New Zealand’s population, like many first world countries, is ‘ageing’. This will place our healthcare system under increasing and changing pressures, as there will be a greater proportion of older people in our population who have particular health needs and generally require greater levels of care over longer periods. These projected changes have resulted in calls to ration healthcare resources to the elderly. This is driven in part by concerns that the elderly will consume resources at the expense of other generations. Such proposals have been met with staunch criticism, most of which focuses on the idea that age-based allocation devalues those discriminated against, viz. the elderly. In this thesis I argue that this criticism can theoretically be overcome if the principles of age prioritisation are applied consistently over the lifetime of members of society, so that everyone is equally affected. I then introduce Norman Daniels’ ‘Prudential Lifespan Account’, which provides a moral basis from which such principles can be derived. This shows us that as a society we should protect the ‘normal range of opportunity’ available to citizens. This creates a need for resources to be distributed fairly between generations in order to ensure that each is given the best chance possible of having the normal range of opportunity. Under this theory, certain forms of age-based allocation can be justified. I go on to outline Daniel Callahan’s view of the nature of mortality and end-of-life care, which incorporates Daniels’ Prudential Lifespan Account. This provides a helpful framework for reflecting on our collective response to ageing and dying, which will place certain limits on the amount spent on care for the elderly. However, these limits will not ultimately address the challenges our healthcare sector is currently facing due to the ageing population. With this in mind, I consider whether a straightforward cut-off for healthcare allocation is ethically justifiable. I argue that it cannot because it contradicts the basic principles of justice underpinning Norman Daniels’ theory, and so lacks an adequate moral foundation. Some other responses must be taken in order to ensure that members of our society receive their share of opportunity. In the final chapter I outline some possible strategies that are consistent with the ideals put forward by both Daniels and Callahan.

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  • CT Investigation of Thoracic Intervertebral Disc Morphometry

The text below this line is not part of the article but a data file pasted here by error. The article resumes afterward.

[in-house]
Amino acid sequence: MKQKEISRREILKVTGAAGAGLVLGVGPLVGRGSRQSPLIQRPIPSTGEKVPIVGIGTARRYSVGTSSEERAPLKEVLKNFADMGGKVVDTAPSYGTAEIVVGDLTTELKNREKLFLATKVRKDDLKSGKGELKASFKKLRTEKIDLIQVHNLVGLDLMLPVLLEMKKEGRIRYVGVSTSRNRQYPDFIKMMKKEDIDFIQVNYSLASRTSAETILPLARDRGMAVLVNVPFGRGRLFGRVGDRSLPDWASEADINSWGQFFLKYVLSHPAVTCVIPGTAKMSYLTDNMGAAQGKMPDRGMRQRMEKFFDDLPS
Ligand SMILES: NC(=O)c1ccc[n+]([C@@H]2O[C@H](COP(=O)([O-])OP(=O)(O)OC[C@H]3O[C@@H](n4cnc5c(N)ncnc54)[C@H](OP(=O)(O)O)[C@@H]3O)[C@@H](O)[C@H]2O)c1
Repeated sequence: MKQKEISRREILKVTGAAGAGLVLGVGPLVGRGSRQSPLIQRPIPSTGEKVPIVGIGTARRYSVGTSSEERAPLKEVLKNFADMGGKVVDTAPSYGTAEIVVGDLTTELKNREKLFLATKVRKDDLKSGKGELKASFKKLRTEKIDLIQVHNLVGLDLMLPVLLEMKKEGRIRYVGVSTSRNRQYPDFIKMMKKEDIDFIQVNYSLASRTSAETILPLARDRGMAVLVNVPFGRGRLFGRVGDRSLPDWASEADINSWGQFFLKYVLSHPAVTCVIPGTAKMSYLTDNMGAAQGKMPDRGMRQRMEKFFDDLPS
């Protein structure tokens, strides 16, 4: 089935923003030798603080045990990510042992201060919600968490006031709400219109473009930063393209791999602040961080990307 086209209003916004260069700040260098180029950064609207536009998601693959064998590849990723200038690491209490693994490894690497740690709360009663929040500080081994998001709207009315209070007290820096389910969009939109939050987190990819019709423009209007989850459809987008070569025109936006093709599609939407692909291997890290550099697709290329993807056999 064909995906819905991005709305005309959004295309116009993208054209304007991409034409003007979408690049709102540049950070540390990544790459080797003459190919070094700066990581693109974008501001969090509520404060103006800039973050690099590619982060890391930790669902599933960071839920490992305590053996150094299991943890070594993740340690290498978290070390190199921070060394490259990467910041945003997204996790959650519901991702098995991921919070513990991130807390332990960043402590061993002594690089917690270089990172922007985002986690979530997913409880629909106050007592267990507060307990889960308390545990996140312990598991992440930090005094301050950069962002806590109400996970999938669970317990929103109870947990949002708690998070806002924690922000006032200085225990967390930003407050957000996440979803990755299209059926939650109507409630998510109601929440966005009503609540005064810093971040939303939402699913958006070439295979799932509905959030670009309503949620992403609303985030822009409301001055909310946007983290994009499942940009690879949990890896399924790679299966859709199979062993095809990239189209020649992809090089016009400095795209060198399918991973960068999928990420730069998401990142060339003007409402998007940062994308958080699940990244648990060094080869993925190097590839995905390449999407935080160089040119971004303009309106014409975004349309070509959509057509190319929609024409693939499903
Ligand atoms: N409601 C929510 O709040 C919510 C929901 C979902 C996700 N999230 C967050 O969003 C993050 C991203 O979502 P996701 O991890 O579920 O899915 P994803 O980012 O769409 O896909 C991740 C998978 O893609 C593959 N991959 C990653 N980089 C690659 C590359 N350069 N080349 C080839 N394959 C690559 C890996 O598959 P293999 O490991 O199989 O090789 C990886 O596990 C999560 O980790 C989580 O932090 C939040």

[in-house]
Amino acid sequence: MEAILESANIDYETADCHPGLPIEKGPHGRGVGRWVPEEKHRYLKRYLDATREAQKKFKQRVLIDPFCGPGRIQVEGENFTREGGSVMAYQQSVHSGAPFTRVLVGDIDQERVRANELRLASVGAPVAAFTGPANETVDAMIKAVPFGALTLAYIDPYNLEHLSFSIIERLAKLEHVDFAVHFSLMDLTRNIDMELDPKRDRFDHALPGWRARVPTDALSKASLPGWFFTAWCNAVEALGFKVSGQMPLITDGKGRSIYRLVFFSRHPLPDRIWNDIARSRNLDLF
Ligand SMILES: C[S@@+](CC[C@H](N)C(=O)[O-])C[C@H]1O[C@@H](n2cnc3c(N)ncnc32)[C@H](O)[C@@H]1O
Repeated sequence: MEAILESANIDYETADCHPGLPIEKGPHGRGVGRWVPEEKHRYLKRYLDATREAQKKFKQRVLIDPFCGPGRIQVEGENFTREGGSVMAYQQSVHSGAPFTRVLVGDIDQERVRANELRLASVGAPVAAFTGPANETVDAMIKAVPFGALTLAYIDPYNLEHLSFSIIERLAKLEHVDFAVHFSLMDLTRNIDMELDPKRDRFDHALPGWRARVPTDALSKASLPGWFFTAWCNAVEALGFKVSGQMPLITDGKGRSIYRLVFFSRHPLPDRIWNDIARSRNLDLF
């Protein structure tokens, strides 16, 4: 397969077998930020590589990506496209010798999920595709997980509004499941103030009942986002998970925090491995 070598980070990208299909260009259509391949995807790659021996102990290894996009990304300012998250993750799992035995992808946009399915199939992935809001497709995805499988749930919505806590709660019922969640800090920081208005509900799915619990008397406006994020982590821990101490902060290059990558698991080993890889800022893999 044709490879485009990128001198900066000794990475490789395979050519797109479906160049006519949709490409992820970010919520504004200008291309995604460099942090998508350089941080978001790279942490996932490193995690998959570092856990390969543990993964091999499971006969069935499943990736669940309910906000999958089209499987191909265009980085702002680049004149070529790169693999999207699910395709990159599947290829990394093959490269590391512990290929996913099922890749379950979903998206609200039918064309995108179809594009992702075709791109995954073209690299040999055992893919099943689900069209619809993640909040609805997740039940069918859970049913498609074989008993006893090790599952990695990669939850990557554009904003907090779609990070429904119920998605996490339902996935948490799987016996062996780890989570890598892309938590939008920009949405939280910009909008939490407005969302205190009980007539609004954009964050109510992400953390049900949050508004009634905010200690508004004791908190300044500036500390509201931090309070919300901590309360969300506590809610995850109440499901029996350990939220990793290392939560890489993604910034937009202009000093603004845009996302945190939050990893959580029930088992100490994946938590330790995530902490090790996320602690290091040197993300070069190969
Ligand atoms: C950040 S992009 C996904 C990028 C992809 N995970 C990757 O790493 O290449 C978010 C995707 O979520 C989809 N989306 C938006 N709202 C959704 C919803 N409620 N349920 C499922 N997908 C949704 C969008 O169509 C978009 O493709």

Fletcher, Justin Geoffrey Revell (2013)

    Undergraduate thesis
    University of Otago

    Background: Despite being prone to degenerative disease and other pathology, relatively little is known of the morphology and morphometry of thoracic intervertebral discs in comparison to discs in the cervical and lumbar spines. The few studies of thoracic intervertebral disc morphometry that have been performed have included relatively small numbers of cadavers. No previous studies have attempted to investigate how thoracic intervertebral disc morphometry varies with sex and age. Aims: This study aimed to describe the normal morphometry of adult thoracic intervertebral discs in subjects with no known spinal disease and investigate potential associations with sex, disc level and age. Methods: Computed tomography (CT) scans on 128 recently deceased unembalmed cadavers (70 males, 58 females, aged 20-79 years, divided into 10-year age cohorts) with no known spinal pathology were obtained from the archives of the Victorian Institute of Forensic Medicine, Australia. Intervertebral disc height, anteroposterior and transverse disc dimensions, wedge-index and other morphometric parameters were measured at alternate intervertebral discs throughout the thoracic spine, beginning at T2-3. Data were analysed to determine associations between intervertebral disc parameters and sex, disc level and age (10-year age groups). Linear mixed models were fitted to anterior and posterior disc height and anteroposterior and transverse disc dimensions. Intra- and inter-rater variation were assessed by intraclass correlation coefficients (ICCs) performed on 25% and 18% of the whole sample, respectively. Measurement reliability was further assessed by investigating agreement between radiographic and equivalent measures performed directly on two cadaver thoracic spine specimens. Results: Intervertebral disc heights and axial dimensions were all significantly larger in males than females except middle disc height (anterior disc height 4.0 ± 1.4mm vs 3.6 ± 1.3mm; posterior disc height 3.6 ± 0.90 vs 3.4 ± 0.93, both p<0.05). Discs in the upper and lower thoracic spine were significantly more wedge-shaped and displayed greater convexity than those in the mid-thoracic spine (T6-7). Except at T2-3, anterior disc height decreased with advancing age while anteroposterior and transverse disc dimensions increased; posterior and middle disc heights and indices of disc shape showed no consistent statistically significant change. Most measured parameters showed substantial to almost perfect agreement for both intra-rater and inter-rater reliability while cadaver validation showed fair to almost perfect agreement between radiographic and anatomic measures. Conclusions: Thoracic intervertebral disc morphometry varies significantly and consistently with sex, disc level and age. This study provides unique data on normal thoracic intervertebral disc morphometry of adults, which should be useful in the detection of pathological changes and for informing biomechanical and functional studies.

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  • Brain Regions Responding to Endogenous Prolactin during Pregnancy and Lactation